First-time claims for U.S. unemployment benefits rose by slightly more than expected in the week ended February 16th, according to a report released by the Labor Department on Thursday.
The report said initial jobless claims climbed to 362,000, an increase of 20,000 from the previous week's revised figure of 342,000.
Economists had been expecting jobless claims to rise to 359,000 from the 341,000 originally reported for the previous week.
With the bigger than expected increase, jobless claims partly offset the decrease of 26,000 seen in the previous week, although claims remain below their recent highs.
Jennifer Lee, senior economist at BMO Capital, said, "It's not a shock to see U.S. initial claims pop back up in the latest week, given the prior period's surprisingly large drop."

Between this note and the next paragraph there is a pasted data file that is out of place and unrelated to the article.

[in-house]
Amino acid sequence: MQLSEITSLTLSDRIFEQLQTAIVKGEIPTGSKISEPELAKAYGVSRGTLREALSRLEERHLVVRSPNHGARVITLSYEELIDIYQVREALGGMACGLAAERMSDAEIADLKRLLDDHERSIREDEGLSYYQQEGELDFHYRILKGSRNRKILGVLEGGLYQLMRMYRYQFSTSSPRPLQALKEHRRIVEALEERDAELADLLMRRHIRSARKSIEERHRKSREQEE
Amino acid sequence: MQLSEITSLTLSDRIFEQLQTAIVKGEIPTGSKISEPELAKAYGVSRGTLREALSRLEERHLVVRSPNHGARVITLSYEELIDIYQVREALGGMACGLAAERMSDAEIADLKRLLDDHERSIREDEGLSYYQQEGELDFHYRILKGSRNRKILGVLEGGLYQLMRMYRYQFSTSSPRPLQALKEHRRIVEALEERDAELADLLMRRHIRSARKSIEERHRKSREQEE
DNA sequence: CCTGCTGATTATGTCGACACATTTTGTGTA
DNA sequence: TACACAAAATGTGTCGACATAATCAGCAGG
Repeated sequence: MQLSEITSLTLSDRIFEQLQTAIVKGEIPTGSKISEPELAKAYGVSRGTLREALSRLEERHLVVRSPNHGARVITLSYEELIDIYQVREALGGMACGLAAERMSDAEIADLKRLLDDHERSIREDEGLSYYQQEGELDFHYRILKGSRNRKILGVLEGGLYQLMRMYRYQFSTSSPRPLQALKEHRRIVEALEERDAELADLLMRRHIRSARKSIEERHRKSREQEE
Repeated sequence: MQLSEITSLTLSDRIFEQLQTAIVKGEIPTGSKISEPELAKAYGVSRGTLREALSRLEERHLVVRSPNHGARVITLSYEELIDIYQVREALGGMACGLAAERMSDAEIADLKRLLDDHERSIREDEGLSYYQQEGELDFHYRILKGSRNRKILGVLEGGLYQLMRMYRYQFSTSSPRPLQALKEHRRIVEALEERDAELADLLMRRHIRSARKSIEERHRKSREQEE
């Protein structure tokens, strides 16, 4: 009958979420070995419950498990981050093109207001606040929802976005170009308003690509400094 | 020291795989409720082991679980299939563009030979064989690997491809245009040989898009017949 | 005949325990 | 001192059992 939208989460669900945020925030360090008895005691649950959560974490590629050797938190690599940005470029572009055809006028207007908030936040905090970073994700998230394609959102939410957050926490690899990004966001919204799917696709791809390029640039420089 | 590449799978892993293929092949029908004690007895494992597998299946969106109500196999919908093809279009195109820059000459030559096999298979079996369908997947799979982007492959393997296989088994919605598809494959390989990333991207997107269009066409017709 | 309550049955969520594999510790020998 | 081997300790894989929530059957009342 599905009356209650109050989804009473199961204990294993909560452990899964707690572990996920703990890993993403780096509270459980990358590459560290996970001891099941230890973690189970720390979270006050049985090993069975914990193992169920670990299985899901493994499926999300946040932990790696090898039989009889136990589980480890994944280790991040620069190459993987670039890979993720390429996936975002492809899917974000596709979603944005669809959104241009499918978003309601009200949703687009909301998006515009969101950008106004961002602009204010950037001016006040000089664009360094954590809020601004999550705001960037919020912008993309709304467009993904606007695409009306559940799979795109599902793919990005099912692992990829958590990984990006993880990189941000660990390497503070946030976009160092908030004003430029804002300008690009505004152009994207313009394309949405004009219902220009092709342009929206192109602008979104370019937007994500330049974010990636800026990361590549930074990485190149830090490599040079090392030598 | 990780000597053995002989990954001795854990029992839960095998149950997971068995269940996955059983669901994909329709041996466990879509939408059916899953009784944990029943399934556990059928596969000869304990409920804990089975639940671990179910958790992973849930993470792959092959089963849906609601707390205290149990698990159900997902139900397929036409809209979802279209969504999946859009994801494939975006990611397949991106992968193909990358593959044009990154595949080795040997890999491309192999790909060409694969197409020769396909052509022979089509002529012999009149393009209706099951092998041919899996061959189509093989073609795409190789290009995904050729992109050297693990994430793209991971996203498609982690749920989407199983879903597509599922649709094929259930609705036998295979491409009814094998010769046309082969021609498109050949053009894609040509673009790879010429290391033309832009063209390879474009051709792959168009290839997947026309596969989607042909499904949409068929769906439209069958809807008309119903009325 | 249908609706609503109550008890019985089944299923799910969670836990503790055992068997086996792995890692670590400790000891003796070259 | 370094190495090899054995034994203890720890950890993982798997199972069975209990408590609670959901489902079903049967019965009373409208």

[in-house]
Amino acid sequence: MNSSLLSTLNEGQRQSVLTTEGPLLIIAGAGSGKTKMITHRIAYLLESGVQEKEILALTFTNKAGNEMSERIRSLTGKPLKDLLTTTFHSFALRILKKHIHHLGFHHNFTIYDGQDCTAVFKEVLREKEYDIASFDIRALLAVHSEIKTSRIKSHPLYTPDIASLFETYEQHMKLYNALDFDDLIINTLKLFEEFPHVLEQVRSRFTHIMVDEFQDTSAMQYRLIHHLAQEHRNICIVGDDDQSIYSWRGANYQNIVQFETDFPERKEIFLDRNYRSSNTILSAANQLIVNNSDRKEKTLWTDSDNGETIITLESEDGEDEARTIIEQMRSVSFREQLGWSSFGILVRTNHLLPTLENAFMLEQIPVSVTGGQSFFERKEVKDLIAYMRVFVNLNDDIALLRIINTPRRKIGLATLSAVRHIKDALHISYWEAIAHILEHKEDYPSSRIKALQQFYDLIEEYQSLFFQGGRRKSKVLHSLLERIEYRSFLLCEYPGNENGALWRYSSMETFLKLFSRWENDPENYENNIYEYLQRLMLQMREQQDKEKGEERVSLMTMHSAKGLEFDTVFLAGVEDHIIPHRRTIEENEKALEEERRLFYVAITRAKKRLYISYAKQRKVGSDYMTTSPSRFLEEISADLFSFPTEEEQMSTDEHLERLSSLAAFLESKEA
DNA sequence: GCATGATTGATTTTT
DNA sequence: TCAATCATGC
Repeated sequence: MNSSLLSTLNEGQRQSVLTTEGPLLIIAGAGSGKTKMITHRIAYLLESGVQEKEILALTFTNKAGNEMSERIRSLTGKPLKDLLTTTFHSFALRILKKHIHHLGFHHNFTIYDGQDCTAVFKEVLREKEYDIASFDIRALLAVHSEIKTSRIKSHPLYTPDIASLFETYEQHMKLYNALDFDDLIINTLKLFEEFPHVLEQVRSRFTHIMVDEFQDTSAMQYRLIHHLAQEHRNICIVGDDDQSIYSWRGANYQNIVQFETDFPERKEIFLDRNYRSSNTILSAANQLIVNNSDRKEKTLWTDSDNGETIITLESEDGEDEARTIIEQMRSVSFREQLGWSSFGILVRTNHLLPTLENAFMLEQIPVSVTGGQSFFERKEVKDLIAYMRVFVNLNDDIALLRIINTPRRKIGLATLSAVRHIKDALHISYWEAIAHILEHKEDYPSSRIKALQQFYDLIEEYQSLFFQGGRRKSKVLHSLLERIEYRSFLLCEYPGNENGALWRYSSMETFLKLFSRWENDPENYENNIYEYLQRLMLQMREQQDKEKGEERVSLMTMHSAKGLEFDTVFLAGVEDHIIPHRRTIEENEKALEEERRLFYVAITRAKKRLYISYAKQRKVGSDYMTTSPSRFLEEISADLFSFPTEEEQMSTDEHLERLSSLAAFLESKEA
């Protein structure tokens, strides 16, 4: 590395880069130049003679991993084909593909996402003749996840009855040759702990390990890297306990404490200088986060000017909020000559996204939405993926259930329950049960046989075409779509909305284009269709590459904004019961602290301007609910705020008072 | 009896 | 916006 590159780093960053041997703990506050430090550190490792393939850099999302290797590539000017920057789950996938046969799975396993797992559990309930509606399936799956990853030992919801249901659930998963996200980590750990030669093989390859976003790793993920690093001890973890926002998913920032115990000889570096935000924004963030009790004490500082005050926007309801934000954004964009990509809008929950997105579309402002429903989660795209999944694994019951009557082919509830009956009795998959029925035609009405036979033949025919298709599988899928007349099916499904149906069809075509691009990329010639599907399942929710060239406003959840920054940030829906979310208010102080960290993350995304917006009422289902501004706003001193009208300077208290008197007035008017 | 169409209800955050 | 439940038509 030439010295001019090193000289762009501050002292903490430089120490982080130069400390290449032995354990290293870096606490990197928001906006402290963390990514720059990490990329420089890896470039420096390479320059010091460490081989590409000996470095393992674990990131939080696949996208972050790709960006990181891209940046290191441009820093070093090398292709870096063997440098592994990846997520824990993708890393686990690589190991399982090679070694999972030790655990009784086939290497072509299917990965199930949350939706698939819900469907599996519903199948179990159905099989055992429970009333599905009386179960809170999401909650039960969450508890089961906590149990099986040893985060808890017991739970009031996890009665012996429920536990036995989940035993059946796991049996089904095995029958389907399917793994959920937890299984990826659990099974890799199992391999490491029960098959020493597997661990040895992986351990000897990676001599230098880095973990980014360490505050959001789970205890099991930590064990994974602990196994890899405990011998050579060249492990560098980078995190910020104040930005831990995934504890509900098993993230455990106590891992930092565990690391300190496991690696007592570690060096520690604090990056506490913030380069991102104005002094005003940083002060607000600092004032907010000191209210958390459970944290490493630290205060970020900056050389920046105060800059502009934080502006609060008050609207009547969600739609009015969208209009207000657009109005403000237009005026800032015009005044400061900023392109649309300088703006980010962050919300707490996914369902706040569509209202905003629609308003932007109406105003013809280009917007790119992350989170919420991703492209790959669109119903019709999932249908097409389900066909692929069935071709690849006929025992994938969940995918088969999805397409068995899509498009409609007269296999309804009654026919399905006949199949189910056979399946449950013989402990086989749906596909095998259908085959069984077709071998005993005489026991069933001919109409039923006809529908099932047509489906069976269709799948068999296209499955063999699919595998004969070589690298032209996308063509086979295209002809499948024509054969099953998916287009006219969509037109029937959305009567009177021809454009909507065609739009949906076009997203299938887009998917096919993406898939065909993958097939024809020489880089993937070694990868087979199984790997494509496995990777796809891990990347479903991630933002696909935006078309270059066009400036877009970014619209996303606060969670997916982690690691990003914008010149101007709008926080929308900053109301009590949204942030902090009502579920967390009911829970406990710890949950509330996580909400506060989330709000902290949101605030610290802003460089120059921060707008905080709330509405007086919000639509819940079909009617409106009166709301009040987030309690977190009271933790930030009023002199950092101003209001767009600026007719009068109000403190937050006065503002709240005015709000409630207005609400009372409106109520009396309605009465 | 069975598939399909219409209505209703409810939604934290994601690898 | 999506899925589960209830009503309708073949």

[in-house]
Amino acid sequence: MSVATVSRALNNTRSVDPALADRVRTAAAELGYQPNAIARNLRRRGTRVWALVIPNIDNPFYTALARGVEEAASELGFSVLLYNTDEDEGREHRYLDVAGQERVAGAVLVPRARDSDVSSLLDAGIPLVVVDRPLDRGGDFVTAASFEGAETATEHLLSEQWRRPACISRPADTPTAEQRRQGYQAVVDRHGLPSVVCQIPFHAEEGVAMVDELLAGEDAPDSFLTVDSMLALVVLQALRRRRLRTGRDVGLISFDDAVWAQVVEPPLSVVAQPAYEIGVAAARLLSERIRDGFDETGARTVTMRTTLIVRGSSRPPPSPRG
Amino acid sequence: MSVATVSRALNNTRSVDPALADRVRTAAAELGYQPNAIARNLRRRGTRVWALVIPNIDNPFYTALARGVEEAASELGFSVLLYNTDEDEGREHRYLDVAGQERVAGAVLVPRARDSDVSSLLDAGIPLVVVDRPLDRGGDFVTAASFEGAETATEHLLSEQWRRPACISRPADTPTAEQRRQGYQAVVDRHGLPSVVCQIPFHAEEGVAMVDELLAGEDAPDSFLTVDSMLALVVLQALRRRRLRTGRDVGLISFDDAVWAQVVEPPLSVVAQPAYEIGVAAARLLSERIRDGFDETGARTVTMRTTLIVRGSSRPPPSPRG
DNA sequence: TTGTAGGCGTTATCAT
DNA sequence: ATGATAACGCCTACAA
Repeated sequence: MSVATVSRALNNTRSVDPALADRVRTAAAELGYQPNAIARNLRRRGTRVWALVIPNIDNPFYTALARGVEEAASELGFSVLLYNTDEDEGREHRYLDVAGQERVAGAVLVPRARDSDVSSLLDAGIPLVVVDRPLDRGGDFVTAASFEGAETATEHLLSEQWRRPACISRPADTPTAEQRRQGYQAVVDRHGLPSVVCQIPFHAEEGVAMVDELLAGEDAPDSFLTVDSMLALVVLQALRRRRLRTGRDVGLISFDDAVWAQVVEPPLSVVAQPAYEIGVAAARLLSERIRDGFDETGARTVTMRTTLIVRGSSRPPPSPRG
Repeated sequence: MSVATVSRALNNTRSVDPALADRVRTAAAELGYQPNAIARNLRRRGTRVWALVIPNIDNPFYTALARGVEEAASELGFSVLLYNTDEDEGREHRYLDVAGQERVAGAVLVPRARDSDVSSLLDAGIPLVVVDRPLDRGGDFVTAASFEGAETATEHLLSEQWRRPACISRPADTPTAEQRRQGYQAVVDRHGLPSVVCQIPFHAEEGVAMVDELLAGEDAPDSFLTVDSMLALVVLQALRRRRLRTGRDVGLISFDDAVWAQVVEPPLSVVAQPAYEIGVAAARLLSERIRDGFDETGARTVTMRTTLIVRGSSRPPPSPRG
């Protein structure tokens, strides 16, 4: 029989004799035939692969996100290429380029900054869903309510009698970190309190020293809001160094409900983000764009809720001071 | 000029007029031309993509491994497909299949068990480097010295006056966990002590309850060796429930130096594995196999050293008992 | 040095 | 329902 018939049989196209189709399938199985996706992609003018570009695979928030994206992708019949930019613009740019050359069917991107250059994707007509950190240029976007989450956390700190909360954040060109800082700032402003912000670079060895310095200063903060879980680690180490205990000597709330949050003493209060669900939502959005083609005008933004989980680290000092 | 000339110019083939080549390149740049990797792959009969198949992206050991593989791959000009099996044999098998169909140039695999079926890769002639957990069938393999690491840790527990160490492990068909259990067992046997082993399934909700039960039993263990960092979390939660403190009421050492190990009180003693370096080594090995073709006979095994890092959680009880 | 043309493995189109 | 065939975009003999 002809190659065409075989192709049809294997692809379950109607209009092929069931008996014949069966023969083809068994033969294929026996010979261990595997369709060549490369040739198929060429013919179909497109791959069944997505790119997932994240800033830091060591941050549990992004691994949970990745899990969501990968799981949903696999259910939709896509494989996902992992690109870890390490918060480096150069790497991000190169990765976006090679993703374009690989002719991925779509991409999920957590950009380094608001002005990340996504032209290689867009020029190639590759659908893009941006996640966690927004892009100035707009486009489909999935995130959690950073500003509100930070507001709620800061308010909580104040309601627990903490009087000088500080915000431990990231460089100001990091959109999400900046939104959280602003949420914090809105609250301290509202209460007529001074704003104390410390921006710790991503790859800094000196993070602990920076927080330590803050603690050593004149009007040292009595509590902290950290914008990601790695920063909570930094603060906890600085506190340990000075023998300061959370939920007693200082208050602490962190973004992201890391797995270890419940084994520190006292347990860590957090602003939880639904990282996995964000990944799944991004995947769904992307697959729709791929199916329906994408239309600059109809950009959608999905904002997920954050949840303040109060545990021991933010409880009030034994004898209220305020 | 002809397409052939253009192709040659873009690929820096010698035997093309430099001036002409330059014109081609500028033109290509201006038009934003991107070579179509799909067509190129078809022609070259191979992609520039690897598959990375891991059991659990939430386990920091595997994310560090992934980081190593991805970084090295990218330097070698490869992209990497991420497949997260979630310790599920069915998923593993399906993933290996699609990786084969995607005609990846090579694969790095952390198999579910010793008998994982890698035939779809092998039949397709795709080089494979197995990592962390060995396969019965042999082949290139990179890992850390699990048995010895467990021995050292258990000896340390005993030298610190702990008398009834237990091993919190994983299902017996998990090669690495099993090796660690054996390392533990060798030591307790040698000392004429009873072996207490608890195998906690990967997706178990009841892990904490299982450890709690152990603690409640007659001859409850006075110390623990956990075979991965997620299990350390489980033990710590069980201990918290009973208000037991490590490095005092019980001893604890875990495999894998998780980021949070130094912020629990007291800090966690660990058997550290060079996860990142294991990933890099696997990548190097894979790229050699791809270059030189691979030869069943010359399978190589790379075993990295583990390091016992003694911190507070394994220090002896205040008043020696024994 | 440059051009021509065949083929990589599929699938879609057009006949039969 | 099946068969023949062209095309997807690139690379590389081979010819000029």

While Lee noted that the rebound came during the February survey week, she said the level is still below the last survey period.
The Labor Department also said its four-week moving average edged up to 360,750 from the previous week's revised average of 352,750.
The increase lifted the less volatile four-week moving average further off the nearly five-year low set two weeks ago.
The report also showed that continuing claims, a reading on the number of people receiving ongoing unemployment assistance, rose to 3.148 million in the week ended February 9th from the preceding week's revised level of 3.137 million.
Meanwhile, the four-week moving average of continuing claims fell to 3,186,250, a decrease of 6,750 from the preceding week's revised average of 3,193,000.
by RTT Staff Writer
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